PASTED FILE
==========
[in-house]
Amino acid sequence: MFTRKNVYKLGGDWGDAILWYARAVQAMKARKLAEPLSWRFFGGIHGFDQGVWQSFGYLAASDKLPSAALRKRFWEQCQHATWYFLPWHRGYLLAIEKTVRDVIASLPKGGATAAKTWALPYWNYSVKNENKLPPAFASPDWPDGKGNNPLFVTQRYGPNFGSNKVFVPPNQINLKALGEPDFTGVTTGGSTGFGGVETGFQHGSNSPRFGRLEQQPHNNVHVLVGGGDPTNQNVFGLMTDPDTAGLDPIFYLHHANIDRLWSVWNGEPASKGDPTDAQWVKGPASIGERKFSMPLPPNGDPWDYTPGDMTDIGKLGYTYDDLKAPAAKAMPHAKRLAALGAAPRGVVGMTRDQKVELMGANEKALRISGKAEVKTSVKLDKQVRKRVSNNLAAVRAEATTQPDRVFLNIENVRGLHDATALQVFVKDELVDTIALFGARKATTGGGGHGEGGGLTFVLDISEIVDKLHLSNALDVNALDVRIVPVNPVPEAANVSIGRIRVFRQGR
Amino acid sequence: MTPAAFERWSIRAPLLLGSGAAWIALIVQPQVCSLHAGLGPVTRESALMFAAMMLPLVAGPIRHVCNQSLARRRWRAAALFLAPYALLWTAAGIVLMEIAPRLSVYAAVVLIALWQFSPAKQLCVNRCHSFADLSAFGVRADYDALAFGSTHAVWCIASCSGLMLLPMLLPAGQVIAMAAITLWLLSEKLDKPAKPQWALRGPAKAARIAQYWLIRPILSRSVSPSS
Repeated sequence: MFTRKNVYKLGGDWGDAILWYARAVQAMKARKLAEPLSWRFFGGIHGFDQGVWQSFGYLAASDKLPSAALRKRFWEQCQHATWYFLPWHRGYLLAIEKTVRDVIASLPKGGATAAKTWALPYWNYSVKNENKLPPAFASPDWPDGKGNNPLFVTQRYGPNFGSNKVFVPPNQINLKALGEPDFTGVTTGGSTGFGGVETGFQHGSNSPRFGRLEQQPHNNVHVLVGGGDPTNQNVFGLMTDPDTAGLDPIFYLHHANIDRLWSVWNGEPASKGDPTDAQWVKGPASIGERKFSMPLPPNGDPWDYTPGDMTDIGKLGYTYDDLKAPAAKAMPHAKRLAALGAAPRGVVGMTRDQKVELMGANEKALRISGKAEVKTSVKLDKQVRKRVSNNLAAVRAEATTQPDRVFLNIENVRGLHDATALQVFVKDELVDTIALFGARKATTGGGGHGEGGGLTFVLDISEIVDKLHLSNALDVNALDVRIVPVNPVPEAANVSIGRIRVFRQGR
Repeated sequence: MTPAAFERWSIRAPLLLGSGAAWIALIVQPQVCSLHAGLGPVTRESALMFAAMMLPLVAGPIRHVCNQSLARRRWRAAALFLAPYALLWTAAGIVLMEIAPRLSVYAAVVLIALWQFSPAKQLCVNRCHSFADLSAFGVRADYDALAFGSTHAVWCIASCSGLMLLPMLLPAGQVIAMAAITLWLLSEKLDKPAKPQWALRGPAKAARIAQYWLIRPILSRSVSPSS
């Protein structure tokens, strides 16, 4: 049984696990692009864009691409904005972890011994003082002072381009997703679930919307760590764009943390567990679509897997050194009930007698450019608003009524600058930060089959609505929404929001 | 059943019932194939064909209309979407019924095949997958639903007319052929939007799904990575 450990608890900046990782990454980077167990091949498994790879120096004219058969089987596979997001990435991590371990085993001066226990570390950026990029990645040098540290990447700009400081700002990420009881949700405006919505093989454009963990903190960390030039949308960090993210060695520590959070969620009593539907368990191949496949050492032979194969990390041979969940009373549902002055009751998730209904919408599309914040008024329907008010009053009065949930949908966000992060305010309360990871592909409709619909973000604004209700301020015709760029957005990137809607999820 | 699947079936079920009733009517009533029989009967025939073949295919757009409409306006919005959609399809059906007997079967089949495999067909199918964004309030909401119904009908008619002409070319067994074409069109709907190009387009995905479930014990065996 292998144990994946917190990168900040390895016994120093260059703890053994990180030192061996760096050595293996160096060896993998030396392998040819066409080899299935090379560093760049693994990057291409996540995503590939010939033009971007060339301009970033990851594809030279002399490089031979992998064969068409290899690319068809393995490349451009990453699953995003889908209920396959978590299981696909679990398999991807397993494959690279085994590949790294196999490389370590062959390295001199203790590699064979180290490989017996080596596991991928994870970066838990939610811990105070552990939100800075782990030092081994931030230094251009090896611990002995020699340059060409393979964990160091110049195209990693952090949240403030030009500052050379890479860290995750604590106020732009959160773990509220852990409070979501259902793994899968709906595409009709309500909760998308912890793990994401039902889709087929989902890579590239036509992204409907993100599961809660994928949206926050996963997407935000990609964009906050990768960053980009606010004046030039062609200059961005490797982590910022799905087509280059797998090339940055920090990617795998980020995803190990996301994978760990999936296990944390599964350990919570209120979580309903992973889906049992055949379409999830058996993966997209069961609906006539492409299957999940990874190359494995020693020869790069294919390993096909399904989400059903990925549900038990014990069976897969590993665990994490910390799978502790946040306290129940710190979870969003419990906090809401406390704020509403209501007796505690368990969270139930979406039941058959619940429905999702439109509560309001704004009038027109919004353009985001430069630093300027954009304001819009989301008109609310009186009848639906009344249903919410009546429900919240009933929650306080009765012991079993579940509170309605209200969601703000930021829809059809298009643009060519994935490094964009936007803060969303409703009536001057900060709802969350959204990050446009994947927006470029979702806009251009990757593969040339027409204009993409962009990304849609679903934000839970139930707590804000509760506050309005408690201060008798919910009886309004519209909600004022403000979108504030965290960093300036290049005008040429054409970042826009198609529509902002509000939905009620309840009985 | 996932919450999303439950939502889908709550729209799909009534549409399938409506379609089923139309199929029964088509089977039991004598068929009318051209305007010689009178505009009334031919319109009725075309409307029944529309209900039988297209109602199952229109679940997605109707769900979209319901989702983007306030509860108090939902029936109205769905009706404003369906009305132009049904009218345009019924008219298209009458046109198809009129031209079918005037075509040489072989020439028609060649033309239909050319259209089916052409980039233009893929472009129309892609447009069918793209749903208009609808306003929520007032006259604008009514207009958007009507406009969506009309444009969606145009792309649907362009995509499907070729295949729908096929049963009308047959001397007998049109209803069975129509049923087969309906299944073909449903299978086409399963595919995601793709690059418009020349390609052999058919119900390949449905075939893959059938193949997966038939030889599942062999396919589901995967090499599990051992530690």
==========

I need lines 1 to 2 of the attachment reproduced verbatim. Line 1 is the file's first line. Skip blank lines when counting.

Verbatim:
[in-house]
Amino acid sequence: MFTRKNVYKLGGDWGDAILWYARAVQAMKARKLAEPLSWRFFGGIHGFDQGVWQSFGYLAASDKLPSAALRKRFWEQCQHATWYFLPWHRGYLLAIEKTVRDVIASLPKGGATAAKTWALPYWNYSVKNENKLPPAFASPDWPDGKGNNPLFVTQRYGPNFGSNKVFVPPNQINLKALGEPDFTGVTTGGSTGFGGVETGFQHGSNSPRFGRLEQQPHNNVHVLVGGGDPTNQNVFGLMTDPDTAGLDPIFYLHHANIDRLWSVWNGEPASKGDPTDAQWVKGPASIGERKFSMPLPPNGDPWDYTPGDMTDIGKLGYTYDDLKAPAAKAMPHAKRLAALGAAPRGVVGMTRDQKVELMGANEKALRISGKAEVKTSVKLDKQVRKRVSNNLAAVRAEATTQPDRVFLNIENVRGLHDATALQVFVKDELVDTIALFGARKATTGGGGHGEGGGLTFVLDISEIVDKLHLSNALDVNALDVRIVPVNPVPEAANVSIGRIRVFRQGR